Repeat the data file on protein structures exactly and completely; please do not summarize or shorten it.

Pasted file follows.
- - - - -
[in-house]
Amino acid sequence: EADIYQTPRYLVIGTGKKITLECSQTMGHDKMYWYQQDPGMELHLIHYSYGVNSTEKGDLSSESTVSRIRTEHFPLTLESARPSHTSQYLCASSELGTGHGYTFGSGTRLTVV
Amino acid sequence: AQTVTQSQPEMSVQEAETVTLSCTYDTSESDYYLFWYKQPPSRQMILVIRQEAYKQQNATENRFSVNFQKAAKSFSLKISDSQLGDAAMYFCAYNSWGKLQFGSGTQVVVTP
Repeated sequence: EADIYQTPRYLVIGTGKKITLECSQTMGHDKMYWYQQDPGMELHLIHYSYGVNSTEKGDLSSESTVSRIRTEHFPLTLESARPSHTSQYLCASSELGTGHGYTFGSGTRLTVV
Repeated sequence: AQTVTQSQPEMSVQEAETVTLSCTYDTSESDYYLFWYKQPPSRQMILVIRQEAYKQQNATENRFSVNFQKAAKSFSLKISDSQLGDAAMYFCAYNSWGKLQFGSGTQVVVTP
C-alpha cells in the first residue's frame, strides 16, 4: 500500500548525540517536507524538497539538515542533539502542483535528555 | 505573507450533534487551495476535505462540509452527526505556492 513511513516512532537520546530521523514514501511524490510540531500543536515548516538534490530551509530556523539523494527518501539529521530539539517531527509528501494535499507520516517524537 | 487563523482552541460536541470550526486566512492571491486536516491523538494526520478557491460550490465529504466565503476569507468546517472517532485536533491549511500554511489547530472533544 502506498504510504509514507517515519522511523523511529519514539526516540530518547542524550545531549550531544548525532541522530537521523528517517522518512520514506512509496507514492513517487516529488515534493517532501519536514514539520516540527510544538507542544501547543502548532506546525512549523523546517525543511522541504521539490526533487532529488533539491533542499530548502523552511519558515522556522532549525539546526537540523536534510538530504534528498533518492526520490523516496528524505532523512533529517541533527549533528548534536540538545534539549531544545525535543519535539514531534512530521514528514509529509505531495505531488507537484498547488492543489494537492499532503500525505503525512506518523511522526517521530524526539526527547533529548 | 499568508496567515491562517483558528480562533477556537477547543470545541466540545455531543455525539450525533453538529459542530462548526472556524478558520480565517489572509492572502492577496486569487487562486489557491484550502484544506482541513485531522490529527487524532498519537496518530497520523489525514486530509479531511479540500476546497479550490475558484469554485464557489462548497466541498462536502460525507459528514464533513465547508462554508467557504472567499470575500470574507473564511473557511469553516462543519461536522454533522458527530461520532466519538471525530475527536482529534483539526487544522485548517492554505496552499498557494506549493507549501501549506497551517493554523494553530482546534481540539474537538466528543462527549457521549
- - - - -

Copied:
[in-house]
Amino acid sequence: EADIYQTPRYLVIGTGKKITLECSQTMGHDKMYWYQQDPGMELHLIHYSYGVNSTEKGDLSSESTVSRIRTEHFPLTLESARPSHTSQYLCASSELGTGHGYTFGSGTRLTVV
Amino acid sequence: AQTVTQSQPEMSVQEAETVTLSCTYDTSESDYYLFWYKQPPSRQMILVIRQEAYKQQNATENRFSVNFQKAAKSFSLKISDSQLGDAAMYFCAYNSWGKLQFGSGTQVVVTP
Repeated sequence: EADIYQTPRYLVIGTGKKITLECSQTMGHDKMYWYQQDPGMELHLIHYSYGVNSTEKGDLSSESTVSRIRTEHFPLTLESARPSHTSQYLCASSELGTGHGYTFGSGTRLTVV
Repeated sequence: AQTVTQSQPEMSVQEAETVTLSCTYDTSESDYYLFWYKQPPSRQMILVIRQEAYKQQNATENRFSVNFQKAAKSFSLKISDSQLGDAAMYFCAYNSWGKLQFGSGTQVVVTP
C-alpha cells in the first residue's frame, strides 16, 4: 500500500548525540517536507524538497539538515542533539502542483535528555 | 505573507450533534487551495476535505462540509452527526505556492 513511513516512532537520546530521523514514501511524490510540531500543536515548516538534490530551509530556523539523494527518501539529521530539539517531527509528501494535499507520516517524537 | 487563523482552541460536541470550526486566512492571491486536516491523538494526520478557491460550490465529504466565503476569507468546517472517532485536533491549511500554511489547530472533544 502506498504510504509514507517515519522511523523511529519514539526516540530518547542524550545531549550531544548525532541522530537521523528517517522518512520514506512509496507514492513517487516529488515534493517532501519536514514539520516540527510544538507542544501547543502548532506546525512549523523546517525543511522541504521539490526533487532529488533539491533542499530548502523552511519558515522556522532549525539546526537540523536534510538530504534528498533518492526520490523516496528524505532523512533529517541533527549533528548534536540538545534539549531544545525535543519535539514531534512530521514528514509529509505531495505531488507537484498547488492543489494537492499532503500525505503525512506518523511522526517521530524526539526527547533529548 | 499568508496567515491562517483558528480562533477556537477547543470545541466540545455531543455525539450525533453538529459542530462548526472556524478558520480565517489572509492572502492577496486569487487562486489557491484550502484544506482541513485531522490529527487524532498519537496518530497520523489525514486530509479531511479540500476546497479550490475558484469554485464557489462548497466541498462536502460525507459528514464533513465547508462554508467557504472567499470575500470574507473564511473557511469553516462543519461536522454533522458527530461520532466519538471525530475527536482529534483539526487544522485548517492554505496552499498557494506549493507549501501549506497551517493554523494553530482546534481540539474537538466528543462527549457521549